Refusing to Give Up: Local man excels in athletics despite loss of function in legs

Published 9:04 am Monday, February 15, 2016

Contributed Photo  In sled hockey, players use a pic in one hand for mobility and the hockey stick in the other to pass the puck. Daniel Smith (pictured) is promoting the sport in Knoxville after playing primarily in Nashville.

Contributed Photo
In sled hockey, players use a pic in one hand for mobility and the hockey stick in the other to pass the puck. Daniel Smith (pictured) is promoting the sport in Knoxville after playing primarily in Nashville.

Daniel Smith has competed in and won hand cycling marathons and half marathons as well as paraclimbing competitions. Now, the 28-year-old is working to expand a sled hockey team from Nashville to Knoxville. And, he has done all of these things without the use of his legs.
His first attempt at riding a motorcycle at age 22 robbed him of the use of his legs.
“I was trying to learn to ride at Elizabethton High School and to do it safely, but I moved my wrist in a way that made it jump from zero to 70 miles per hour,” Daniel recalled.
Though he doesn’t remember much after that, he said he was thrown into a guard rail, and the bike came down on his legs. That night, his father said Daniel nearly died. For the next 10 days he was in the intensive care unit.
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“Before that, I had never broken a bone,” he said. “It broke seven ribs, my left collar bone, the right side of my pelvis and T4 through T12 of my spine.”
Daniel was hospitalized for more than three weeks in April 2010, and then had metal rods placed in his back. He completed spinal rehab, but never regained the function of his legs and said he has no sensation from the waist down.
Unlike some might have done, Daniel drew what he could from the experience and decided to continue leading an active life.
“For me, it wasn’t really a choice,” he said. “I thought, ‘I can lay here and feel sorry for myself, or I can get back to living,’ because I had a lot of stuff I wanted to do, and I still do. I wanted to get back to having fun, so I thought, ‘I’ll make whatever changes I have to and move on.’”
Daniel said his recovery didn’t happen alone.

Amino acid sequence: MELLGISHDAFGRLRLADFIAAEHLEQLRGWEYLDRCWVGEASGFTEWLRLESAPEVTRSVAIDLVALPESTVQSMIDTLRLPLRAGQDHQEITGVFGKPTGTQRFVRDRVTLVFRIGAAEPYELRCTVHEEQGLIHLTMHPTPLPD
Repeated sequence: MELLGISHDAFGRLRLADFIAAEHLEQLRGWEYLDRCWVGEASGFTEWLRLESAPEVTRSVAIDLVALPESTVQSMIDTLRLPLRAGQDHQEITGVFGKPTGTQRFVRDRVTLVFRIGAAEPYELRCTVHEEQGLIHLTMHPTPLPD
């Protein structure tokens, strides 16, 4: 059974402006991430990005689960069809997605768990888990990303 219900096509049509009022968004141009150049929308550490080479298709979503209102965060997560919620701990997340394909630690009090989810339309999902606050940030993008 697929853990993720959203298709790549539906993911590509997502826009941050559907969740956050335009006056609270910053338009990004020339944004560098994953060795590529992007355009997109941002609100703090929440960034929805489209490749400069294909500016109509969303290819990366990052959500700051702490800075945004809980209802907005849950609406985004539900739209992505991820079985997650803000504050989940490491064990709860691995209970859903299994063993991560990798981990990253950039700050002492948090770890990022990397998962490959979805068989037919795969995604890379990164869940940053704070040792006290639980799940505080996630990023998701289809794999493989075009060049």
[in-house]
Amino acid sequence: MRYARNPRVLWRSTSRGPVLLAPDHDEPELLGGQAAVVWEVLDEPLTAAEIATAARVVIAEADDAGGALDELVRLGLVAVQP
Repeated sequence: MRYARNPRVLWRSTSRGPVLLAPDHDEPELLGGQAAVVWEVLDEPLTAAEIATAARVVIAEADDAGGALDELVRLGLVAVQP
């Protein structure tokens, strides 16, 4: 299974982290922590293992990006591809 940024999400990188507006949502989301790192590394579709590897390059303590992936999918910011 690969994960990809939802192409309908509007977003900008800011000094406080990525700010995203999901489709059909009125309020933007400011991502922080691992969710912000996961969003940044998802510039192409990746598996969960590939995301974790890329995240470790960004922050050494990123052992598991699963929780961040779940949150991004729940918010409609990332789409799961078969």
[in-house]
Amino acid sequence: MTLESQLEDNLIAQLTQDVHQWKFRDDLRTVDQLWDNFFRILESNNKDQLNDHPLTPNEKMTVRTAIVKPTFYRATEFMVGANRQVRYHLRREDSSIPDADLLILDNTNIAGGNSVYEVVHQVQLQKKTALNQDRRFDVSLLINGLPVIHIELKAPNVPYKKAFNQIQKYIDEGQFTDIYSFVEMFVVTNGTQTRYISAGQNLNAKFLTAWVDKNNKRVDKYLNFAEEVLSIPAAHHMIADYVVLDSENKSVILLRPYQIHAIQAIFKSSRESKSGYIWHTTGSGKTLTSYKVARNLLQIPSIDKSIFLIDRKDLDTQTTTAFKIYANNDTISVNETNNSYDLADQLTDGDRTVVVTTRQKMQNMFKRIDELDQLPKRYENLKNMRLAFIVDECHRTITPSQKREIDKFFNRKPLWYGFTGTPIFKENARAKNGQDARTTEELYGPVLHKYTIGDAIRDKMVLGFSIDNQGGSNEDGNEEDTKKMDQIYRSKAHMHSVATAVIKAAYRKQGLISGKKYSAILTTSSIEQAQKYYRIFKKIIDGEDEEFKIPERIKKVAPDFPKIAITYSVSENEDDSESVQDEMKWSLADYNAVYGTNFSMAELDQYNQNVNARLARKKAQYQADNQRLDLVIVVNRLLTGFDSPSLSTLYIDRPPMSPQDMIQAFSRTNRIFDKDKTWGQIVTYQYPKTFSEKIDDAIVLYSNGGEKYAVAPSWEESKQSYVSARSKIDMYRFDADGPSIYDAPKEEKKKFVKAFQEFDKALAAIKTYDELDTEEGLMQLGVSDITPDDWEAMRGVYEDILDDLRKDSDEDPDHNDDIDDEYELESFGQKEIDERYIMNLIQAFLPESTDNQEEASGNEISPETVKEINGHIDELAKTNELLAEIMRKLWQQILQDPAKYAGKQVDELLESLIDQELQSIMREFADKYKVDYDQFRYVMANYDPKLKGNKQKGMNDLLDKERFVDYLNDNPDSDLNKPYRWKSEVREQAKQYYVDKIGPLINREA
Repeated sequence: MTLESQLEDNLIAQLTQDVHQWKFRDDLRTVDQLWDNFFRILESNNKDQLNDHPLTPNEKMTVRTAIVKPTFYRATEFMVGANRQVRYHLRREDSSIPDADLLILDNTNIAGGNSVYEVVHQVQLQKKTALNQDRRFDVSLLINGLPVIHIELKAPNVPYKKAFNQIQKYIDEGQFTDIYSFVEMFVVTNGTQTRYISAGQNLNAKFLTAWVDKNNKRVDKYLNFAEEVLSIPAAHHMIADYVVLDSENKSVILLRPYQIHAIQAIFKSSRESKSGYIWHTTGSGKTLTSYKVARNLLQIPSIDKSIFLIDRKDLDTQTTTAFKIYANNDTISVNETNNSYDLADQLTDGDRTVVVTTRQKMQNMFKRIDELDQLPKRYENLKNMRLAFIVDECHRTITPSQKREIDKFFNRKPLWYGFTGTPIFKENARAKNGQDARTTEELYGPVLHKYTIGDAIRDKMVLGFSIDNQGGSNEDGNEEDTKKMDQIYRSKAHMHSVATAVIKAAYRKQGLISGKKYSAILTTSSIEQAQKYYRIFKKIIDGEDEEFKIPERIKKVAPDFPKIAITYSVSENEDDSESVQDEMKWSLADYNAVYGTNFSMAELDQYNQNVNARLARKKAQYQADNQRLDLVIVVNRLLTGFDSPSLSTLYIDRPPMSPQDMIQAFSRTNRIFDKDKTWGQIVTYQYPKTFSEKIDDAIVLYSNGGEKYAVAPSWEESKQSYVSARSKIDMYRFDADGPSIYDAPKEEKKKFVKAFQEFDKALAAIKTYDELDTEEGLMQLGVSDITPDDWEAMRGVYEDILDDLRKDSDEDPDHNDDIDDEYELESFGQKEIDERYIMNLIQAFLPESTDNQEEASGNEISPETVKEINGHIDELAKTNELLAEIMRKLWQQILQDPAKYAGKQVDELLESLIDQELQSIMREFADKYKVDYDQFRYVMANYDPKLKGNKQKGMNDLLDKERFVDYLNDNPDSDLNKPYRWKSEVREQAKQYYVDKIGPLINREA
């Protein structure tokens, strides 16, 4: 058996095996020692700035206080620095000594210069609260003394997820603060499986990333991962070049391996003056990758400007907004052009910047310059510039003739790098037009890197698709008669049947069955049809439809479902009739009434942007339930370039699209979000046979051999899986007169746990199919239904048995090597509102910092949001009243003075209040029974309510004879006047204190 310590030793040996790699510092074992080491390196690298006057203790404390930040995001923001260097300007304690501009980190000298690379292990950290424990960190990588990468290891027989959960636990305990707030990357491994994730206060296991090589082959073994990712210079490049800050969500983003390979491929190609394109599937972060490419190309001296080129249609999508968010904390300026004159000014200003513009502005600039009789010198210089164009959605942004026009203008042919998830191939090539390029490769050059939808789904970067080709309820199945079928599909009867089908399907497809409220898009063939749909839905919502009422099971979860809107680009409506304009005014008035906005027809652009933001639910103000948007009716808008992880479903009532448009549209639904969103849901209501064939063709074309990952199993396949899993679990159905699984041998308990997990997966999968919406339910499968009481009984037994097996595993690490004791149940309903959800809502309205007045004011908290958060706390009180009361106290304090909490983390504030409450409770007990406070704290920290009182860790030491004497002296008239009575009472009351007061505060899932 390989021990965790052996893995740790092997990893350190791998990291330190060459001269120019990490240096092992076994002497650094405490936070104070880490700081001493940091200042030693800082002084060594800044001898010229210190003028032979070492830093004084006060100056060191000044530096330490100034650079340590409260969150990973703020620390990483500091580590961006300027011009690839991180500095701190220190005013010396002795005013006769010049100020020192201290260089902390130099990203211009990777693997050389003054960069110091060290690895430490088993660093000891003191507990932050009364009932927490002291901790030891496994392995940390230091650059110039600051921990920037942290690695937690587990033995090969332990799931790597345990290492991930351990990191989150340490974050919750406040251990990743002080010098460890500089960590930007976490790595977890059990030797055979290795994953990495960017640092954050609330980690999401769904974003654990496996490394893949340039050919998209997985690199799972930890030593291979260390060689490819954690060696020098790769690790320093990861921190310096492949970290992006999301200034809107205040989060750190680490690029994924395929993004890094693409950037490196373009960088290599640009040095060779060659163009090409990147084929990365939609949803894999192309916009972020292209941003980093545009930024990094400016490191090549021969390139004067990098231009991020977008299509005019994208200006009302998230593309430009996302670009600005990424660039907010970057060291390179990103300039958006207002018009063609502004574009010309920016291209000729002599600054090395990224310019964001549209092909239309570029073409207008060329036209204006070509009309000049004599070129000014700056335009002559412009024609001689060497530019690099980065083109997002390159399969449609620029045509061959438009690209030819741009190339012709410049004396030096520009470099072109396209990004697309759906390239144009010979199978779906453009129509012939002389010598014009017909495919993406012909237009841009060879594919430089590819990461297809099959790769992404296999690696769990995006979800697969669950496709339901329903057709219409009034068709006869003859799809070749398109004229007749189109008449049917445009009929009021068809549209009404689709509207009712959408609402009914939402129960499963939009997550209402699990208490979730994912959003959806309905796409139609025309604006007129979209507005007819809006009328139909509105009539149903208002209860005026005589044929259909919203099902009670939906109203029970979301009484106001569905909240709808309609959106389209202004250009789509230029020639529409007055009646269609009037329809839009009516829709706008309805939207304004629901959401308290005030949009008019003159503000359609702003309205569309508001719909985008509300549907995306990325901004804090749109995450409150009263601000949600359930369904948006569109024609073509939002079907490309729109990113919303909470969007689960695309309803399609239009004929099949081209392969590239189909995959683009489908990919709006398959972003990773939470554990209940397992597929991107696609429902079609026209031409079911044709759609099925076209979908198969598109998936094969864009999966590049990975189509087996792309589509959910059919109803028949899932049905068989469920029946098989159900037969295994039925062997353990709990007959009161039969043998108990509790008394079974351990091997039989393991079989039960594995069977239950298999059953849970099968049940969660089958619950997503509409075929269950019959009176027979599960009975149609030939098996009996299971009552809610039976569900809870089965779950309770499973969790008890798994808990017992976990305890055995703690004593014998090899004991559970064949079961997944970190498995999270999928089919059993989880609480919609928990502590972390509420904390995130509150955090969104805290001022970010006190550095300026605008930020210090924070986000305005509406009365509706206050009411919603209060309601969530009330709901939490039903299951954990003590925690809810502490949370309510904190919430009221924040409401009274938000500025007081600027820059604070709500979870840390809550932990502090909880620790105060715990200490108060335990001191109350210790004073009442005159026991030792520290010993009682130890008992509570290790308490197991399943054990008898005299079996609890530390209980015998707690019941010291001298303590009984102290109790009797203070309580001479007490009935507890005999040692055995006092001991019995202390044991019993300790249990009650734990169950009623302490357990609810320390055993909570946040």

“My family — immediate and extended — were all extremely supportive,” he said. “The entire family played a very pivotal role in me getting where I am today. They may not take as much credit as they deserve, but they pushed me to keep being me, to keep doing things I wanted to do and to not accept the idea that I couldn’t do something.”
With them, he said the attitude was never to say he could not do something, but always asking “How are we going to make this work so you can do this?”
“Sometimes it’s not been graceful,” he said. “Whether it’s going to rock concerts or movie theaters, having to go down steps or playing sports, they’ve been extremely supportive.”
His father Gary Smith, director of Carter County Emergency Management Agency, said he considers it a miracle that Daniel was selected for physical therapy at the Shepherd Center in Atlanta.
“There were people waiting as much as six months to get in,” Gary said. “The doors just opened. He happened to be in the right place at right time.”
While there, doctors did an evaluation, at which time they determined he would not be able to do therapy, due to his broken clavicle. “The doctor said he was going to have to send him home, and that they would try to get him back in, but the reality was that it probably wouldn’t happen,” Gary said. “Daniel said he wanted to finish therapy, so the doctor directed him to see what he could do or not do, and if he could complete therapy, he would be allowed to stay. That’s another miracle. I don’t know how he did it with a broken clavicle; he’s a pretty amazing young man.”
After 44 days at the Shepherd Center, he was released. “There are no words to describe how strong he’s been,” Gary said. “He could not even sit up by himself when he went in; 44 days later, he was able to drive and live by himself — that’s one of the reasons he’s able to do the things he does now.”
While at the Shepherd Center, he learned to do adaptive skiing with the Patricia Neal Rehabilitation Center and attended the annual Adventure Skills Workshop in Alabama, where he learned how to scuba dive, rock climb, ride a jet ski, and go tubing. Gary said it is also the organization that introduced him to wheelchair rugby.
“He loves it, and it is absolutely brutal,” Gary said of rugby. “That’s what really got him rolling is therapy recreation programs. They take folks and show them what they can do.”